Feature requests passed to developers include things like acceptance criteria, product requirements, and mockups. These are the specifications or specs. All code requires some specs – some initial plan for the task waiting for implementation. But this planning part of the work doesn't stop as soon as code writing starts. Often developers find better ways to implement a feature after they have started working on it. The details of the implementation plan keep evolving as code gets written.

However, when developers start interpreting spec like this instead of following it precisely, two kinds of problems can arise. I'll call these problems true problems and false problems. True problems are situations where developers fail to implement a detail that was indeed extremely critical for business or security. The spec should have been followed more strictly to avoid actual problems. False problems are situations where stakeholders take umbrage against developers who take liberties with the spec even though the original spec contains details that are falsely thought to be critical.

Both true and false problems are something that we should avoid. True problems risk our business. False problems increase unnecessary development work because they require developers to add useless complexity to the codebase. Since true problems are much more scarier than false problems, we might feel comfortable with initiatives that aim to reduce the number of true spec problems even though it might result into an increase of false spec problems.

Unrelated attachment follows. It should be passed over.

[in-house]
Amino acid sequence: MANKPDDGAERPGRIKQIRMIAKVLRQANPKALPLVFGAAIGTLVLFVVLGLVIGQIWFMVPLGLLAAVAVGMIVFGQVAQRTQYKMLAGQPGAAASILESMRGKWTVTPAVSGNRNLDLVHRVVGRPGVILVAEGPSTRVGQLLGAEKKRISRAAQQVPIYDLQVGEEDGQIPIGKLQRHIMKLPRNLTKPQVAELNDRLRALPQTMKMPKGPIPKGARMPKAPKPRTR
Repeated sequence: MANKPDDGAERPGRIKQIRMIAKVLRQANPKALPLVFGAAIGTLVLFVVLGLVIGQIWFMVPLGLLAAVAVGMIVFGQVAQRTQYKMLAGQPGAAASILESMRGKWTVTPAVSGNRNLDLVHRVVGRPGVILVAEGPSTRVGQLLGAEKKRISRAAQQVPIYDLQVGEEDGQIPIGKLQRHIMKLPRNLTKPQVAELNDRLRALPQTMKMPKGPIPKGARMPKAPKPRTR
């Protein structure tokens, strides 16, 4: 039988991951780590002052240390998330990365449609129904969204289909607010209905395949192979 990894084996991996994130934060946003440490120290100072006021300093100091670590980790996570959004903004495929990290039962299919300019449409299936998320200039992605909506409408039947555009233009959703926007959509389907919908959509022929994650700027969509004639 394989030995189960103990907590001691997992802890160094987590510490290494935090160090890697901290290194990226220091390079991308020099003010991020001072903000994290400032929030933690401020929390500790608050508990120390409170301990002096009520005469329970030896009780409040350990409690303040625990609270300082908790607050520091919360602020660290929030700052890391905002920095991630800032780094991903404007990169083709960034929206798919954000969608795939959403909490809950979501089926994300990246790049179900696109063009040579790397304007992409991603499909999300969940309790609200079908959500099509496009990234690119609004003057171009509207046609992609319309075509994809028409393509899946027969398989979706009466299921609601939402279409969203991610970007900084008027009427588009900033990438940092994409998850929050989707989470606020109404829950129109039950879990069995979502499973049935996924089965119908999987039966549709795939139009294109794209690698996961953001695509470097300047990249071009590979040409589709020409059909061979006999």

However, often our pursuit to reduce the amount of true problems results into not only more false problems but also more true problems. Because we are afraid of potential business and security risks, we spend more time writing and designing the initial spec. We get more parties involved with the requirements gathering. However, no one really knows what the perfect spec looks like despite their job title. We all are equally bad at predicting requirements of software systems before we start implementation and deployment phases. Because of this, the more detailed our spec gets, the more false assumptions about user value our spec will contain.

To avoid true problems we ask developers to do less designing and more coding after we hand them our intricate spec. We are afraid of developers missing all the important details we have gathered in our spec. However, detailed specs that need to be followed to a T prevent developers from finding the easiest and most simple way to implement a feature. This leads to more complexity which in turn leads to less resilient and more error-prone systems. Ironically, in the end our fear of business and security faults has lead to an increased risk of business and security faults.

The hypothesis I'm presenting here is that as spec gets more detailed, the likelihood of true and false problems increase.

Instead of looking into how to improve the documentation of requirements or how to oversee software teams, you might be able to deliver more with less by investing your time in the following questions:

  • How do we get our developers to identify what is critical for business instead of business stakeholders trying to translate their needs to requirements?
  • How do we get our stakeholders to trust our developers to figure things out instead of doing all the planning for them?